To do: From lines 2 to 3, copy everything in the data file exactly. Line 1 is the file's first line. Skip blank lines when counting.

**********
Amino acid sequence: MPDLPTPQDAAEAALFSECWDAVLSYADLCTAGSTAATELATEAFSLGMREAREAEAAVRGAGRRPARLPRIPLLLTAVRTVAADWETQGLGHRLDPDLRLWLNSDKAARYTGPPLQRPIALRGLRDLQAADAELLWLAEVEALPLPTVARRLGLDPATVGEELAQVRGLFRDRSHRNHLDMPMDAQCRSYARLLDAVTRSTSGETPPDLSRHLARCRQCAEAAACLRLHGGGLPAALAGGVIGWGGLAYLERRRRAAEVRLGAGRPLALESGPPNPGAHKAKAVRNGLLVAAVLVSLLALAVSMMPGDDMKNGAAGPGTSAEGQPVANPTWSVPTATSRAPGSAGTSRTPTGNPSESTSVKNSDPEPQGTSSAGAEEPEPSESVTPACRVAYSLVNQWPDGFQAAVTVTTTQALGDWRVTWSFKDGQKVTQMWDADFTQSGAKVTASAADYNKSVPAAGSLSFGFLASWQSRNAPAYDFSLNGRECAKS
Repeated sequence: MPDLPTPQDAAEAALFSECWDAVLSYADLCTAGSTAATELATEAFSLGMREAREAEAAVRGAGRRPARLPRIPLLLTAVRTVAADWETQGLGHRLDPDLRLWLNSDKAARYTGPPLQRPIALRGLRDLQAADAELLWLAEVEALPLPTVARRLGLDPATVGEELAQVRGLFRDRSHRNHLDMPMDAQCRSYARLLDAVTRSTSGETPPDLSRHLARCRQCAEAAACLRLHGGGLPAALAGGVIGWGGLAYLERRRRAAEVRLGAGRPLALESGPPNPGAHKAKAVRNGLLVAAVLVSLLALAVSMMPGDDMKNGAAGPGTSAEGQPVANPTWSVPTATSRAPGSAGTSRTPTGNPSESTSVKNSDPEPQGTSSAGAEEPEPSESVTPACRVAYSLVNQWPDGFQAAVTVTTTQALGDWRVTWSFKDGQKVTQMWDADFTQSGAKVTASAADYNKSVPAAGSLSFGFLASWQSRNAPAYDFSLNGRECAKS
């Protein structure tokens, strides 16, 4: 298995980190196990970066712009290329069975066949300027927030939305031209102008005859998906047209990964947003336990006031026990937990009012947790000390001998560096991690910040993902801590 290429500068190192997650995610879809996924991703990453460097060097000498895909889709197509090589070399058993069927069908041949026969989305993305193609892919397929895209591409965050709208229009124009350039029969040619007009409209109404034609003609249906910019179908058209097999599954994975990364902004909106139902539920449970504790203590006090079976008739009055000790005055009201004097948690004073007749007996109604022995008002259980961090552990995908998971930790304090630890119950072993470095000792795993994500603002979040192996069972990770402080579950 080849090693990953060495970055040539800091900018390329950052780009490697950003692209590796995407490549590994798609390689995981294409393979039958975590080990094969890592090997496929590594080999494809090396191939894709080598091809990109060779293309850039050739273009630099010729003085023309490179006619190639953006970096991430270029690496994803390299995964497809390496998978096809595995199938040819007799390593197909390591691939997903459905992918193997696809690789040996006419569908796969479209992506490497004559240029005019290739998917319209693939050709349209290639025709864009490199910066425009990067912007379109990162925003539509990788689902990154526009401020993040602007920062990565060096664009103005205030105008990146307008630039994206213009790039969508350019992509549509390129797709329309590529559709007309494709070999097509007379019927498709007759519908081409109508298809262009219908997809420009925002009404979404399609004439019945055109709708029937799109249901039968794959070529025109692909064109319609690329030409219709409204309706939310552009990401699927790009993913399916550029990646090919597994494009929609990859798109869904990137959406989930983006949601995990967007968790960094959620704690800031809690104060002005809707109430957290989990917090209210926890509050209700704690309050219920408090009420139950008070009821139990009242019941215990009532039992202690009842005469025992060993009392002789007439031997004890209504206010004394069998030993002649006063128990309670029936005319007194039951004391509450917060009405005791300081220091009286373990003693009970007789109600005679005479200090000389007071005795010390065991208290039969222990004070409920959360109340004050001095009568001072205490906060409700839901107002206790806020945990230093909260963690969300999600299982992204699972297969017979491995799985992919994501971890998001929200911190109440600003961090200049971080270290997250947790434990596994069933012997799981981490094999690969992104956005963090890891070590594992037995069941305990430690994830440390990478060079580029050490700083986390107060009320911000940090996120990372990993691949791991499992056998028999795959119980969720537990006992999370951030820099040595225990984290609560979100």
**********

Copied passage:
Repeated sequence: MPDLPTPQDAAEAALFSECWDAVLSYADLCTAGSTAATELATEAFSLGMREAREAEAAVRGAGRRPARLPRIPLLLTAVRTVAADWETQGLGHRLDPDLRLWLNSDKAARYTGPPLQRPIALRGLRDLQAADAELLWLAEVEALPLPTVARRLGLDPATVGEELAQVRGLFRDRSHRNHLDMPMDAQCRSYARLLDAVTRSTSGETPPDLSRHLARCRQCAEAAACLRLHGGGLPAALAGGVIGWGGLAYLERRRRAAEVRLGAGRPLALESGPPNPGAHKAKAVRNGLLVAAVLVSLLALAVSMMPGDDMKNGAAGPGTSAEGQPVANPTWSVPTATSRAPGSAGTSRTPTGNPSESTSVKNSDPEPQGTSSAGAEEPEPSESVTPACRVAYSLVNQWPDGFQAAVTVTTTQALGDWRVTWSFKDGQKVTQMWDADFTQSGAKVTASAADYNKSVPAAGSLSFGFLASWQSRNAPAYDFSLNGRECAKS
């Protein structure tokens, strides 16, 4: 298995980190196990970066712009290329069975066949300027927030939305031209102008005859998906047209990964947003336990006031026990937990009012947790000390001998560096991690910040993902801590 290429500068190192997650995610879809996924991703990453460097060097000498895909889709197509090589070399058993069927069908041949026969989305993305193609892919397929895209591409965050709208229009124009350039029969040619007009409209109404034609003609249906910019179908058209097999599954994975990364902004909106139902539920449970504790203590006090079976008739009055000790005055009201004097948690004073007749007996109604022995008002259980961090552990995908998971930790304090630890119950072993470095000792795993994500603002979040192996069972990770402080579950 080849090693990953060495970055040539800091900018390329950052780009490697950003692209590796995407490549590994798609390689995981294409393979039958975590080990094969890592090997496929590594080999494809090396191939894709080598091809990109060779293309850039050739273009630099010729003085023309490179006619190639953006970096991430270029690496994803390299995964497809390496998978096809595995199938040819007799390593197909390591691939997903459905992918193997696809690789040996006419569908796969479209992506490497004559240029005019290739998917319209693939050709349209290639025709864009490199910066425009990067912007379109990162925003539509990788689902990154526009401020993040602007920062990565060096664009103005205030105008990146307008630039994206213009790039969508350019992509549509390129797709329309590529559709007309494709070999097509007379019927498709007759519908081409109508298809262009219908997809420009925002009404979404399609004439019945055109709708029937799109249901039968794959070529025109692909064109319609690329030409219709409204309706939310552009990401699927790009993913399916550029990646090919597994494009929609990859798109869904990137959406989930983006949601995990967007968790960094959620704690800031809690104060002005809707109430957290989990917090209210926890509050209700704690309050219920408090009420139950008070009821139990009242019941215990009532039992202690009842005469025992060993009392002789007439031997004890209504206010004394069998030993002649006063128990309670029936005319007194039951004391509450917060009405005791300081220091009286373990003693009970007789109600005679005479200090000389007071005795010390065991208290039969222990004070409920959360109340004050001095009568001072205490906060409700839901107002206790806020945990230093909260963690969300999600299982992204699972297969017979491995799985992919994501971890998001929200911190109440600003961090200049971080270290997250947790434990596994069933012997799981981490094999690969992104956005963090890891070590594992037995069941305990430690994830440390990478060079580029050490700083986390107060009320911000940090996120990372990993691949791991499992056998028999795959119980969720537990006992999370951030820099040595225990984290609560979100």